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How The Lincoln Town Car Became America’s Favorite Ride

1981 Lincoln Town Car

Before It Became Synonymous With “Black Car,” The Town Car Was Still The Pinnacle of Luxury

For decades, the Lincoln Town Car has been synonymous with refined sophistication, success, wealth, and fame. With competition among luxury automobile manufacturers fierce, how did this sleek and powerful car manage to rise above its counterparts and come to dominate the limousine and private car service industry? To answer this question, Prestige Limousine explores the path Lincoln’s iconic vehicle took to become the standard mode of transportation for rockstars, dignitaries, tycoons, and even gangsters, and why today, the Lincoln Town Car remains the most popular choice for both private car service owners and patrons seeking a safe, comfortable, and reliable ride.

The History of the Town Car

Though the title “Town Car” first appeared on a Lincoln custom-made for Henry Ford in 1922, the model name did not re-emerge until 1959, when the Continental Mark IV line of 4-door sedans began using the nameplate to denote the vehicle’s top-of-the-line engineering and luxurious interior. The Town Car nameplate became a permanent fixture on all Continentals in 1969, and by 1981, Lincoln decided to split the vehicle into two separate models: The Lincoln Continental and the Lincoln Town Car. By the mid-80’s, due in large part to its overwhelming popularity, the Town Car had superseded the Continental to become Lincoln’s flagship brand.

A Fortuitous Confluence of Events

Though Town Cars are now prevalent in most major U.S. metropolitan area, the circumstances that vaulted the vehicle to the status of “cultural icon” began in New York City in the 1980’s. Because most city-dwellers did not own cars, commuters relied on the famed N.Y.C. Yellow Cabs to travel around the densely populated urban center; this, however, meant that hailing a cab was nearly impossible during peak hours. To ease the growing pressure from disgruntled citizens sick of standing on street corners, The New York City Taxi and Limousine Commission created a “For Hire Vehicle” category in 1982 – what soon became known as “black cars” – that could pick up customers by appointment. Though more expensive, this class of vehicle was also more reliable, more comfortable, and safer – characteristics that appealed to New York’s highly-concentrated population of affluent businessmen, bankers, and publishers who were all willing to pay for the service.


The 1982 Lincoln Town Car

Lincoln’s Town Car Capitalized on the Newly-Created “Black Car” Demographic

To capitalize on this newly-created demographic, automobile manufacturers began targeting New York City cab companies and private car service firms directly. Cadillac, Oldsmobile, Pontiac, and other automotive giants developed large luxury vehicles to compete with the Lincoln’s full-sized Town Car and smaller Continental models, but by 1985, Lincoln began airing a series of brilliant television ads titled “The Valet” (watch the advertisement below!) which reinforced the Town Car’s frontrunner status with the tagline, “What A Luxury Car Should Be.” The campaign was an overwhelming success, and Town Car sales exceeded 90,000 units annually for over a decade thereafter. Far more than simply moving cars, though, “The Valet” established Lincoln as the luxury car for a generation of well-to-do urbanites, and throughout the ’80s and 90’s, the Town Car became ingrained in the culture of major metropolitan areas like New York, Washington D.C., and Chicago.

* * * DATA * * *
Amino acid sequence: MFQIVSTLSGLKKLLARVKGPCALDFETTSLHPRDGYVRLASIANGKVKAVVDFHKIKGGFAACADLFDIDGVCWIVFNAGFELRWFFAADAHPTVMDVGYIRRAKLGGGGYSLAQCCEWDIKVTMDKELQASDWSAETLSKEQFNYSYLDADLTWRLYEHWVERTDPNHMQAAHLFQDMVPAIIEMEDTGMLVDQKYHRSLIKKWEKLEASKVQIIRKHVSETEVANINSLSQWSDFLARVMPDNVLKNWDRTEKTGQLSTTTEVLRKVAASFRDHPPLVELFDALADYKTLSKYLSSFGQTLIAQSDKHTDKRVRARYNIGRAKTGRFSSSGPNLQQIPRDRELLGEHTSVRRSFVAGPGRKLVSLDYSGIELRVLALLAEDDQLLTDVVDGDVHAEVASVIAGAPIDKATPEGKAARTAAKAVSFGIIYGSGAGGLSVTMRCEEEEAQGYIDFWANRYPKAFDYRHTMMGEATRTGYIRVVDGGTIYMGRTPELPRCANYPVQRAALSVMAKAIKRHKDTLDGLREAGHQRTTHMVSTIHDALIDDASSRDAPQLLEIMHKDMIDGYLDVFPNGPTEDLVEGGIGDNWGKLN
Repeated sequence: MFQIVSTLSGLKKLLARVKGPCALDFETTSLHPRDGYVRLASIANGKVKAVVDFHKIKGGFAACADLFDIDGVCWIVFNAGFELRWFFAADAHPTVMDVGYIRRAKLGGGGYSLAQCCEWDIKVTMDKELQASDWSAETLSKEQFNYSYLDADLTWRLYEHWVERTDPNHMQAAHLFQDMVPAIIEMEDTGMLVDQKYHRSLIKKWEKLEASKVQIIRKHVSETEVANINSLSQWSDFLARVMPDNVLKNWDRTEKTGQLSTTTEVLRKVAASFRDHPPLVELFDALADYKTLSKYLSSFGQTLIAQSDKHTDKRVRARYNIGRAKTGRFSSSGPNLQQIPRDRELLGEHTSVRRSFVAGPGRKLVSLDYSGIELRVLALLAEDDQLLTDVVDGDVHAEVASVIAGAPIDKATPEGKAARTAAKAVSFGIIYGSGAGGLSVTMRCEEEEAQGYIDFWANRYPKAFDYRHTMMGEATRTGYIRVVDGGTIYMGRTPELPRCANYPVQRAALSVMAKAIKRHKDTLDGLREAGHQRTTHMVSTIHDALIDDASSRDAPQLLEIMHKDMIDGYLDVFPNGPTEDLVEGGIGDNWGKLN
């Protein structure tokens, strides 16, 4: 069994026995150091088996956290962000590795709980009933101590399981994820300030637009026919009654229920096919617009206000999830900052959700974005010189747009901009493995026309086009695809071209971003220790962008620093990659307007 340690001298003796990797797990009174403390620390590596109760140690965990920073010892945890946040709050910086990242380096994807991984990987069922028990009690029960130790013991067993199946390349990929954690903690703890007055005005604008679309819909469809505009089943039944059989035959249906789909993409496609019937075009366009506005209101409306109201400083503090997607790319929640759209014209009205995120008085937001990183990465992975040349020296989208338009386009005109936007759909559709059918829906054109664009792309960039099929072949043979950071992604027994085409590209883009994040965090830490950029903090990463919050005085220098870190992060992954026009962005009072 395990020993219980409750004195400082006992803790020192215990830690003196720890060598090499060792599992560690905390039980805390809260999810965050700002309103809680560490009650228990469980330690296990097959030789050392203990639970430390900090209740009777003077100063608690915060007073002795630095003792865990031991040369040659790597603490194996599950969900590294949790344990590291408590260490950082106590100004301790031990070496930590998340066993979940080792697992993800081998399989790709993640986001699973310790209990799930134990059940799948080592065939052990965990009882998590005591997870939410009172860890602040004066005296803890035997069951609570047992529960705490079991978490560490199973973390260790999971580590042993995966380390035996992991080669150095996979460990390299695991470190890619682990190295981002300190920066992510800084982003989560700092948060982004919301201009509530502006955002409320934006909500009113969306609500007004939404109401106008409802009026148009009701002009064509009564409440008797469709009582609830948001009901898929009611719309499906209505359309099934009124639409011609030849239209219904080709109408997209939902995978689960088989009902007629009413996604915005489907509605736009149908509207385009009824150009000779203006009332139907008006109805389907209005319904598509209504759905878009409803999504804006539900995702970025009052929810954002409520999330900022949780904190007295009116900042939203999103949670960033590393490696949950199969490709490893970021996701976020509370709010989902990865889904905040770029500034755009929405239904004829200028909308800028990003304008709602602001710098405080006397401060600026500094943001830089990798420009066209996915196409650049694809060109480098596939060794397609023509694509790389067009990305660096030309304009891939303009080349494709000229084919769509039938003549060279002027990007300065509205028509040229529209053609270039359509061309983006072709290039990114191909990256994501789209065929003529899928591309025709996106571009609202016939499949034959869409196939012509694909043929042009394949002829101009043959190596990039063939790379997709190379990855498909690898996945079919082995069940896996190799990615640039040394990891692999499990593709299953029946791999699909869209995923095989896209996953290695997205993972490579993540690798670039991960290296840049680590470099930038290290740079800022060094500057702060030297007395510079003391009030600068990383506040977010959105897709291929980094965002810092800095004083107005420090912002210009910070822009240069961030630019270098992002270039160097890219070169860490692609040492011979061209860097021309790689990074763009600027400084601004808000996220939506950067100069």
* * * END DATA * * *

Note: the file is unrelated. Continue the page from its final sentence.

Matthew McConaughey Poses Next To His Town Car For The Film "The Lincoln Lawyer"

Matthew McConaughey Poses Next To His Town Car For The Film “The Lincoln Lawyer”

Impressive Features Establish The Town Car As An Industry Leader

Lincoln’s success was not based on marketing alone, however; in 1981, the year the Town Car was introduced as a stand-alone model, it featured a number of impressive luxury features like full-function trip computer with digital displays and programmable, 5-digit keypad entry system. The Town Car’s design, too, made it extremely appealing to car service companies – not only did the extremely spacious interior dimensions and self-leveling air suspension give the vehicle the smooth, luxurious-feeling ride that patrons desired, but because it was built using a ladder-style chassis, the Town Car could easily be stretched and converted into a limousine. On top of all this, the Lincoln Town Car was the first production sedan in the world to receive a National Highway Traffic Safety Administration Five-Star Crash Ratings in every category, and the powerful V8 engine helped drivers maneuver around precarious situations nimbly and safely.


The Lincoln Town Car Today

Today, the name “Town Car” has become interchangeable with, and in most cities even replaced, the term “black car.” In New York, where the vehicle first rose to dominance in the 1980’s, an estimated 25,000 Town Cars – or roughly 70% of New York City’s 35,000 for-hire fleet – are in operation. Though almost 25 years has passed since Lincoln defined luxury with the Town Car, it continues to be a cultural icon in major metropolitan areas and a favorite among livery companies and passengers alike.

Would you like to know more about Prestige Limousine Service’s fleet of Lincoln Town Cars? Click here for a full list of features and services!